One of the most exciting aspects of visiting the Andean High Plateau is the opportunity to see urban life above 4000 meters (13123 feet). In Nepal, settlements at such an altitude are tiny; plants barely exist there and provide little nourishment to the scarce yaks. Just north of Nepal, Lhasa is the only example of Urban Tibet, but it is substantially lower and smaller than its Bolivian counterparts. Bolivia's Andean High Plateau has two substantial cities above the 4000m line: Potosi and El Alto.
The Andean Plateau's climate is very dry for most of the year, except for three rainy months - namely January to March. Despite the altitude, the closeness to the equator assures relatively mild temperatures; they seldom go below the zero Celsius. In recent years, denizens report a quick change in the climate, with higher temperatures, stronger winds, and less rain appearing in a more random fashion. Glaciers on the surrounding mountains are receding.
A striking characteristic of such an altitude is the almost complete lack of insects. Ants and cockroaches are not to be seen; the flies are so rare that they become a welcomed guest. Mosquitoes are considered by the denizens to be a mythical species invented by gringos to frighten naughty children. A friend of mine solved the insects' problem by adopting a spider brought from the Amazonian Basin as a pet.
Few wild birds live in the area and they do prefer the Titicaca Lake surroundings. Doves have adapted well to the altitude and happily beg for bread in all the city's plazas. However, it is one of the only places I know where sparrows are not to be seen.
The natural vegetation is scarce but distinctively bigger than the one growing on the Himalayas at similar heights. Actually, the plateau is a traditional grower of potatoes, in all the two-hundred varieties indigenous to the area.
Trees do not grow up in the wild, but within the urban areas they manage to achieve maturity - albeit in a humble size - if carefully tended. However, the Aymara culture considers trees to be the hiding place of evil spirits; thus, trees left without a little fence or wall of bricks protecting them, are usually destroyed.
Few cats - feral or pets - can be spotted in the Bolivian cities; dogs seem to be the main denizens of the area - apparently outnumbering even humans. Some of the dogs may seem cute, but they should be treated with extreme care and avoided at all costs. The local newspapers are full of stories about dogs attacking and maiming humans, adults and children alike.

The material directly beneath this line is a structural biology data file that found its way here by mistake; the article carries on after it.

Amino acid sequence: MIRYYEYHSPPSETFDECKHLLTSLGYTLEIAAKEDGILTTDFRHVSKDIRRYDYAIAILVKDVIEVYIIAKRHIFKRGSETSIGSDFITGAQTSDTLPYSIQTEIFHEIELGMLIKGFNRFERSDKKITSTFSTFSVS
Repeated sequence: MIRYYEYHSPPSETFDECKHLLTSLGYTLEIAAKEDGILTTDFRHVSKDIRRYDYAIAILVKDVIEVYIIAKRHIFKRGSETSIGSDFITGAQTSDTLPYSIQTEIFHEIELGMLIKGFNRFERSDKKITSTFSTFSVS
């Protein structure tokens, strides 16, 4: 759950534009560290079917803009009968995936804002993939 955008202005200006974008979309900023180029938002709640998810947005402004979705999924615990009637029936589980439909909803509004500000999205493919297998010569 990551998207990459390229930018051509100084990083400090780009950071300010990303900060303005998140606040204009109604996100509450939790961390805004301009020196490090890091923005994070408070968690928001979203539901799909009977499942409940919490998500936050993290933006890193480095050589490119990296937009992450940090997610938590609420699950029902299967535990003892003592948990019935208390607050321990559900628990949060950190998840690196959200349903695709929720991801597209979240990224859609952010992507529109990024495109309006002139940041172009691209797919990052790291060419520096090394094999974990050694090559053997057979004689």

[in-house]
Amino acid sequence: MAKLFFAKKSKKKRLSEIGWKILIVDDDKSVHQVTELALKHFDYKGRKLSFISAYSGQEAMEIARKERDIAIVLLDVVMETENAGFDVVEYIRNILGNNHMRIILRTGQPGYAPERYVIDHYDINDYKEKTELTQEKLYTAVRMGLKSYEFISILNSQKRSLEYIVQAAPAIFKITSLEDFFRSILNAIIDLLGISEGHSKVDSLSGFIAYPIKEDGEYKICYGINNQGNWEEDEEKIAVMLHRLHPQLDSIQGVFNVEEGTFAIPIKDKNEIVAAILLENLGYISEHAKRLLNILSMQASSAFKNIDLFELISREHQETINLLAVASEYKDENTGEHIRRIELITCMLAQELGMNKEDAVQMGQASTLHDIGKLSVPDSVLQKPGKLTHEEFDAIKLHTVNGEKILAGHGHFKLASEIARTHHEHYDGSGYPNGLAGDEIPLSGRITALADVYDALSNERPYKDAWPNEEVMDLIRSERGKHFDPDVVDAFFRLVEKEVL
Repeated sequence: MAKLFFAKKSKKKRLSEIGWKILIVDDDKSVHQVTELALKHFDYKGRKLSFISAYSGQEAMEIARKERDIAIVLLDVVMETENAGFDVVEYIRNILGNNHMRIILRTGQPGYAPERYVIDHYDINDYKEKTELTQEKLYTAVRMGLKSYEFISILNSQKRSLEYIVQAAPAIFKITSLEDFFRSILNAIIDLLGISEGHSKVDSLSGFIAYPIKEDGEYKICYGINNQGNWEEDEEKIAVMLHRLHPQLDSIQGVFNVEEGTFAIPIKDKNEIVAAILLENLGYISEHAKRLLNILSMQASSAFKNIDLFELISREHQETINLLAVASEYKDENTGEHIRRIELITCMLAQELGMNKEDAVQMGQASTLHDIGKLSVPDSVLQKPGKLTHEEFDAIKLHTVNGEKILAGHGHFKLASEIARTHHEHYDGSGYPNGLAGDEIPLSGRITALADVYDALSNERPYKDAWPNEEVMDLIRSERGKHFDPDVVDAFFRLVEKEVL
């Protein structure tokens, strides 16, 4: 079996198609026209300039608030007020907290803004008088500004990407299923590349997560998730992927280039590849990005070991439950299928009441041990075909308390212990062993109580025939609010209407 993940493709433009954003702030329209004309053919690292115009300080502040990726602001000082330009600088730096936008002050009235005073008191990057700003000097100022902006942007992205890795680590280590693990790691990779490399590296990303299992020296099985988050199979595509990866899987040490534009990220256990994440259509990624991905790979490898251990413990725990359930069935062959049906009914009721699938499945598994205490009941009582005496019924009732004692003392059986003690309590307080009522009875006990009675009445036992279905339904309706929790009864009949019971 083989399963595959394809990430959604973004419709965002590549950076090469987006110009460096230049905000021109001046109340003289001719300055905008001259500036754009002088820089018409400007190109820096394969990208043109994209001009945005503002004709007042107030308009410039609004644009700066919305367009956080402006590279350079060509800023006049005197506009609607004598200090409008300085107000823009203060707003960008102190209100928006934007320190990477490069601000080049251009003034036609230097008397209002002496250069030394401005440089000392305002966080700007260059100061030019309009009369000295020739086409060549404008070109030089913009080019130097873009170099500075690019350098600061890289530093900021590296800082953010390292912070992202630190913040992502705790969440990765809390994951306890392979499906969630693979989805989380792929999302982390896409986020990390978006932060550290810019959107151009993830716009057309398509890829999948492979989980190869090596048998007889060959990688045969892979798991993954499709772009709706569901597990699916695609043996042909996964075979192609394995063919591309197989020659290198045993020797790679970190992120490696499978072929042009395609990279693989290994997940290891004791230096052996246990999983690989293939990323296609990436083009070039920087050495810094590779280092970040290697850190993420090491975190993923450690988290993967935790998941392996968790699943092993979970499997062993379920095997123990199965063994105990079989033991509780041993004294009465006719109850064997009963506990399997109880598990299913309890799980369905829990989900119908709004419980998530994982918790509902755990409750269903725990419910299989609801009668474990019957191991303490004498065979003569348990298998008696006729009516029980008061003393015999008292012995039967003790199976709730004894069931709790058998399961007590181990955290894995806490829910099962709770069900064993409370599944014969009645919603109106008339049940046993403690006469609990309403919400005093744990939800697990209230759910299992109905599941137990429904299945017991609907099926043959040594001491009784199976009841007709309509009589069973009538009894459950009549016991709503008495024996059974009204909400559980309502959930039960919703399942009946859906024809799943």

It is important to understand the physiology of altitude before reaching the area. The main point to keep in mind is that the body reacts in two main ways to the unnatural environment.
The most important reaction is the increased production of red-cells in an attempt to improve the blood's capacity to trap atmospheric oxygen. This process is slow and may take up to two weeks, depending on environmental and personal parameters. The second reaction is immediate and may cause some discomfort; in an attempt to force up the red-cells concentration in the blood, the body expels any unnecessary water through frequent urination. Keeping well hydrated during the first days in the area is thus imperative.
The main sign of mild altitude sickness are dizziness and headaches; trying to walk in a straight line is a good and simple test to check out the situation. Since one of the symptoms - dizziness - attacks our capability to evaluate the results, it is a good idea to ask a friend to check out our dexterity.
Humans do acclimatize to such an altitude, but the result is not as good as living at sea level. People born and living on the plateau are relatively slow and live in a constant effort to save oxygen. "God, thank you for the air," is a sentence I have often heard in Bolivian Church services.
Sports are a most telling event regarding human activity and soccer being the most popular sport in Bolivia, I assisted to a game played in La Paz by two leading local teams. The game's pace was slow and most players were obviously trying to minimize their runs after the ball, despite their being native to the area. In full agreement with my casual impressions, the FIFA recently banned soccer games at such altitudes, since expecting visiting teams to fully acclimatize before playing is not feasible and any other solution would lead to an unfair game.
The Bottom (Top?) Line
Most humans are shore-dwellers and seldom climb beyond the 1000m line. Doing that is an amazing opportunity to realize how big and diverse our planet is, and beyond that what an amazing and elastic machine our body is, being able of acclimatizing to extreme conditions with relative ease while allowing us during the process to continue writing journal's entries.